Results tagged ‘ sports marketing ’
A particularly thorough example comes courtesy of Shawn Crull, who teaches a sports marketing class at Indiana’s Fishers High School. Inspired by this post on Pensacola’s “Name the Team” contest, Crull put together the following assignment:
Your Sports Marketing Company (you create a name) has been approached by the city of Pensacola, FL. They have been awarded a AA minor league baseball team in the Southern League for 2012. The city has narrowed the nickname choices down to a final six – Redbones, Loggerheads, Blue Wahoos, Mullets, Aviators, and Salty Dogs. That is where you and your colleagues come into the picture.
After selecting one of the names, the students were tasked with creating a team logo, mascot, uniforms, team website, and promotional events. Some examples of the students’ work follows, presented as coherently as my file conversion skills would allow.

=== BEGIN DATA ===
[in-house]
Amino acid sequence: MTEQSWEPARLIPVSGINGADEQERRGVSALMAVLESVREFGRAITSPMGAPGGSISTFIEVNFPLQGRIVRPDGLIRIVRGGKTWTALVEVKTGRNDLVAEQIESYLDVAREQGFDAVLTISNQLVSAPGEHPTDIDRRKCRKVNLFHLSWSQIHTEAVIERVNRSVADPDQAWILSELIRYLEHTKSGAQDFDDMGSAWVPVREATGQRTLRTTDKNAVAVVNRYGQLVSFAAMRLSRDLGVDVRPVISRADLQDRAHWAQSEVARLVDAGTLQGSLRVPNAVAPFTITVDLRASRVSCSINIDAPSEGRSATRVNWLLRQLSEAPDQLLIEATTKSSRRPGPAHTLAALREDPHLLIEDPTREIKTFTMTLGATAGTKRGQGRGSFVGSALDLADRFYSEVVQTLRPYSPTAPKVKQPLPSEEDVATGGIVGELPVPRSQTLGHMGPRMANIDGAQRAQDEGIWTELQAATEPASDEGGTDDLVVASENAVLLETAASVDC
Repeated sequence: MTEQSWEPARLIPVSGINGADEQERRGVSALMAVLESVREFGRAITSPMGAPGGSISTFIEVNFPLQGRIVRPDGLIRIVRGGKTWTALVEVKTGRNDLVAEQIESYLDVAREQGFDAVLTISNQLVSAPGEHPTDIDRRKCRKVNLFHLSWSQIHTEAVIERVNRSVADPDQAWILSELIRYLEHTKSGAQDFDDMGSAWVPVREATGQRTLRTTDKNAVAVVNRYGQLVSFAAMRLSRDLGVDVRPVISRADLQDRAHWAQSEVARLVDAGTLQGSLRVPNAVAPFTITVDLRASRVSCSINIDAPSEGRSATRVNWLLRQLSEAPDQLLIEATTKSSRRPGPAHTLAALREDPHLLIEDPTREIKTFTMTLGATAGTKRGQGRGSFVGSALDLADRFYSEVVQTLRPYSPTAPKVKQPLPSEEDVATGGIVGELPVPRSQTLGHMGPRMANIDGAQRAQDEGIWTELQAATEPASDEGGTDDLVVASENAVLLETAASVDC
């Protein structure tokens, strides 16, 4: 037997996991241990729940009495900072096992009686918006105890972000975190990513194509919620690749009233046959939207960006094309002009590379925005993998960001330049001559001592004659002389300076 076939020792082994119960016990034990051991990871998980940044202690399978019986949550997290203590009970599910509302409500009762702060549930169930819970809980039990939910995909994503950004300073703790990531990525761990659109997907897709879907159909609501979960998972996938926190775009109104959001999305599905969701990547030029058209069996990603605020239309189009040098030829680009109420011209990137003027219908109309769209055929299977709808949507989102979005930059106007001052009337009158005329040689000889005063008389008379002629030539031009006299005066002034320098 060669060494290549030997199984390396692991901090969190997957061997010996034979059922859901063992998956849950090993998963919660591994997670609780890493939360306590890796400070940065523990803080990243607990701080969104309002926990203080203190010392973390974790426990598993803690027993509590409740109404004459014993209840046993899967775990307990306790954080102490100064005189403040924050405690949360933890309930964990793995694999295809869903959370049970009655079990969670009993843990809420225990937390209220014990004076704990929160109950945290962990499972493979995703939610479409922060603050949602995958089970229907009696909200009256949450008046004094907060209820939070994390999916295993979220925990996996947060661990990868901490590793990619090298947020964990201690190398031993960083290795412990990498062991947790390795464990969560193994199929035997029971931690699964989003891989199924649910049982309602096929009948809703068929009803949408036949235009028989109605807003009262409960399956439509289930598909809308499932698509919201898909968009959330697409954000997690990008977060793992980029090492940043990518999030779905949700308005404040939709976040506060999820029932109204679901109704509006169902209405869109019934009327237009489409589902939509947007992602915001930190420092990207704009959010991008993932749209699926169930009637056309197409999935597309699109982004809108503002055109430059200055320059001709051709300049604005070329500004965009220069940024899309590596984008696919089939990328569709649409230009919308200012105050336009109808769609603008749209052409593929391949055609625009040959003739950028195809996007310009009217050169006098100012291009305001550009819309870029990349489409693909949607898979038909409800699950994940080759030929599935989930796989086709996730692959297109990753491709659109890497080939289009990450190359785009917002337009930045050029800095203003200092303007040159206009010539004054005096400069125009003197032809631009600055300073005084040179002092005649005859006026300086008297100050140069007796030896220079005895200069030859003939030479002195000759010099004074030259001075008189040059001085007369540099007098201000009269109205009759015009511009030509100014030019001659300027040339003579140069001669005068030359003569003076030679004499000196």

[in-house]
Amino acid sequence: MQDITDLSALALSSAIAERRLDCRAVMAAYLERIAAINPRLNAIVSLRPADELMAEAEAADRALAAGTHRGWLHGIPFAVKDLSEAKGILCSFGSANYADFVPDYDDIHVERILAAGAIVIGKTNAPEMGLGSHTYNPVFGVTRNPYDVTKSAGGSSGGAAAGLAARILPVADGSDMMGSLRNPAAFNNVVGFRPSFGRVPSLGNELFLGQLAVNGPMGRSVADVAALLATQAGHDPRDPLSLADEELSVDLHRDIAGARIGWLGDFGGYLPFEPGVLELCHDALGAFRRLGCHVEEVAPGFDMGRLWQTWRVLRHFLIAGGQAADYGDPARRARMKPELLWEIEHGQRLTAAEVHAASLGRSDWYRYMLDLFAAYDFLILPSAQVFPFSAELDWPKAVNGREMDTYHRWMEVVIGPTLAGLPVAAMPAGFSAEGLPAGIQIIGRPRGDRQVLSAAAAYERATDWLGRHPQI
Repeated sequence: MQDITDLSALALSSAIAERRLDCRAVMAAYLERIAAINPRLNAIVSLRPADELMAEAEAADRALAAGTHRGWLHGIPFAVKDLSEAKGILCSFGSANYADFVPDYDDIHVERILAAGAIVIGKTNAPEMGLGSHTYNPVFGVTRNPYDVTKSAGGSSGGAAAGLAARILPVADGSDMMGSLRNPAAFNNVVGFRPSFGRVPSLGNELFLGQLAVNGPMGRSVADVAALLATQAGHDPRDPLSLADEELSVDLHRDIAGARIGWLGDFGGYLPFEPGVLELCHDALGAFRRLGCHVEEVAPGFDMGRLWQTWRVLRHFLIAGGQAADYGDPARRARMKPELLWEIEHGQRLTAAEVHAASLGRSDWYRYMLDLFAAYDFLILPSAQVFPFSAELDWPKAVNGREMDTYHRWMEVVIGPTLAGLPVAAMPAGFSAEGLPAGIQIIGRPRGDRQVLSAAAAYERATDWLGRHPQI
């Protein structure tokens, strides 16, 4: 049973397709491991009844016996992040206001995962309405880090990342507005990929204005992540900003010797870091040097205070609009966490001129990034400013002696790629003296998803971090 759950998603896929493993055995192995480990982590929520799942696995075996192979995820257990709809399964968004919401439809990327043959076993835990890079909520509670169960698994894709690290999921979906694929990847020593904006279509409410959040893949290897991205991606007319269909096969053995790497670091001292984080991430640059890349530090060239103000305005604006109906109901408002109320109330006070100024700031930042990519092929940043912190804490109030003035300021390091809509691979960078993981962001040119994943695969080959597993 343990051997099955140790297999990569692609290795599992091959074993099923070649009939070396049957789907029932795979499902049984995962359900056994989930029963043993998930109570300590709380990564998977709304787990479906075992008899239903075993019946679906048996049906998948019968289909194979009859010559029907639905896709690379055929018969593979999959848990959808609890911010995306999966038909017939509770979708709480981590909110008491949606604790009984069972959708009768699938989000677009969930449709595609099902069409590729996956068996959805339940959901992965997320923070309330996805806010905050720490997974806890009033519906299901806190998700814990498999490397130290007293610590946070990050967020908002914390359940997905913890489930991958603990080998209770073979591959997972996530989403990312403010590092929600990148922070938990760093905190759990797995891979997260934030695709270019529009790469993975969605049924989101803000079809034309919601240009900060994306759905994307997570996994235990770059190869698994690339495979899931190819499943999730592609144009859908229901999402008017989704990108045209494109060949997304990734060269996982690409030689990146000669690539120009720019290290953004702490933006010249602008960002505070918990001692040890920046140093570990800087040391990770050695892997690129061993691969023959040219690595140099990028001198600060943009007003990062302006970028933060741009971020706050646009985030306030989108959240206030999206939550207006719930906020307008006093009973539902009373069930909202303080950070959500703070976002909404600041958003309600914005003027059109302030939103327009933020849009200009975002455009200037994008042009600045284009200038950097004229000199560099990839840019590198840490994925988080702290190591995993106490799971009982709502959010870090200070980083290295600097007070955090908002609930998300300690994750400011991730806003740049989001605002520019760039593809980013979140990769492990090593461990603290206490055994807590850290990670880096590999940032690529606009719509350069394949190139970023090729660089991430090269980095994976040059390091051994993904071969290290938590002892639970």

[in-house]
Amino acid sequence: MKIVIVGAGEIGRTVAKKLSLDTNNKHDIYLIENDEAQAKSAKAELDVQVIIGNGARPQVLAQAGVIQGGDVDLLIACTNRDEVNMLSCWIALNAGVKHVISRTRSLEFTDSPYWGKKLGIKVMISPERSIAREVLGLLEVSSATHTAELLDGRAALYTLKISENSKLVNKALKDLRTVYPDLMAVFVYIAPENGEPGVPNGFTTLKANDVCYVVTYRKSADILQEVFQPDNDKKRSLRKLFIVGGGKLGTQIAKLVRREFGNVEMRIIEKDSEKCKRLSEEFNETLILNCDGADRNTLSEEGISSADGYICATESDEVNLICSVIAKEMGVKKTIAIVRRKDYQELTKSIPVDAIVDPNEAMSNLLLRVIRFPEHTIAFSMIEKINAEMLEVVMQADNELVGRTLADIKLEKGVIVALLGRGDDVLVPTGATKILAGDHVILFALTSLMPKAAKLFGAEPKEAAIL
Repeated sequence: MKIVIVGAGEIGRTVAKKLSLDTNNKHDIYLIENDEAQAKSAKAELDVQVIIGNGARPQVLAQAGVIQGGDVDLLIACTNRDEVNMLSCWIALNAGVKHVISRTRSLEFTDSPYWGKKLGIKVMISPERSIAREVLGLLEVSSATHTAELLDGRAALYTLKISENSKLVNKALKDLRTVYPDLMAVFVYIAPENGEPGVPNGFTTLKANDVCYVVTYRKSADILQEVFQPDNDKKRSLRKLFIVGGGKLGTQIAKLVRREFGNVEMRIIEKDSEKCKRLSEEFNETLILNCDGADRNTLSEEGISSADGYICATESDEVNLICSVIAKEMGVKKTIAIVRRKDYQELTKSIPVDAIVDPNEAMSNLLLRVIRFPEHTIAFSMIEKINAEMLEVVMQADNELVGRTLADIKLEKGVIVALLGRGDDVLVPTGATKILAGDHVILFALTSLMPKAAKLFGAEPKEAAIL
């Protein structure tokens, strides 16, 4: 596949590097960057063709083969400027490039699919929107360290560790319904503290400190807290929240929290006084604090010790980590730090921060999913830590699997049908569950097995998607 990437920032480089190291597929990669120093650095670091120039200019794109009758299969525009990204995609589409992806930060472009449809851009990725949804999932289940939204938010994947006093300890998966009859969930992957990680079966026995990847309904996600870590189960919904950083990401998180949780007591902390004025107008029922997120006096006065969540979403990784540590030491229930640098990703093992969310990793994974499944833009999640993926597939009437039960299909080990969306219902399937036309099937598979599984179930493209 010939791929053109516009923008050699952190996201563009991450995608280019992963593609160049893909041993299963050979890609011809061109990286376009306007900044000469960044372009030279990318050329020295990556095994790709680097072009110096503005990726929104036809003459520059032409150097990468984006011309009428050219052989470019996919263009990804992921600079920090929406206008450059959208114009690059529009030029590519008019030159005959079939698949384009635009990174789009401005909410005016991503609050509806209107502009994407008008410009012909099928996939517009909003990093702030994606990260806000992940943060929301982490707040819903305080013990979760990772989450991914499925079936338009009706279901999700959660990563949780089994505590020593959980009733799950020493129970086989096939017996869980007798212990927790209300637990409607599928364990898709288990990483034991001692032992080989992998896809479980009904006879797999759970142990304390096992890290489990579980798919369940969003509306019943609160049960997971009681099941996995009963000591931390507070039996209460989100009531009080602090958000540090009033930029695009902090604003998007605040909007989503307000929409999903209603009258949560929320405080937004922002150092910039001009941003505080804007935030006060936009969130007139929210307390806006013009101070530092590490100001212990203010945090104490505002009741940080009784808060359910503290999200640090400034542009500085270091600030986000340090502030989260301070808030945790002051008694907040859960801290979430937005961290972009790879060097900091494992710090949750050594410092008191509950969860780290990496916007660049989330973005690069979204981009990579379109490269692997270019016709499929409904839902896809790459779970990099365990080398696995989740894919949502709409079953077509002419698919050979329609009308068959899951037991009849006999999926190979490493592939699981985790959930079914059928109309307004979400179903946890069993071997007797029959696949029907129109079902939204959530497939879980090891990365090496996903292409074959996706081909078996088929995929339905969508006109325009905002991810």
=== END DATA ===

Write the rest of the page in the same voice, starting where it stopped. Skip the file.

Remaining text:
Update: More student uniform designs, many of them awesome, can be seen HERE. Crull’s own designs are HERE. The Pensacola club has since been named the Blue Wahoos, with Plan B Branding in charge of creating the logos and identity.
So there you go –a great way to get students to engage with the proverbial “nuts and bolts” of a career in sports.
Crull wrote that his students really seemed to enjoy this assignment, and hopefully other educators will be inspired to follow suit. What I like best about projects such as these is that they get students thinking about a career in Minor League Baseball and what that would entail. When I was a student, the thought of working in this industry never occurred to me despite the fact that I was a huge baseball fan. A project such as the above may very well have provided the necessary motivation, saving me from years of unfocused occupational wandering in the process.
Thanks to Crull for getting in touch. Who will be next?
I recently dedicated a post to the topic of using Minor League Baseball as a tool to teach sports marketing. This was inspired by the fact that high school teachers and college marketing professors regularly link to my blog, using the content therein to explain how the industry operates and why.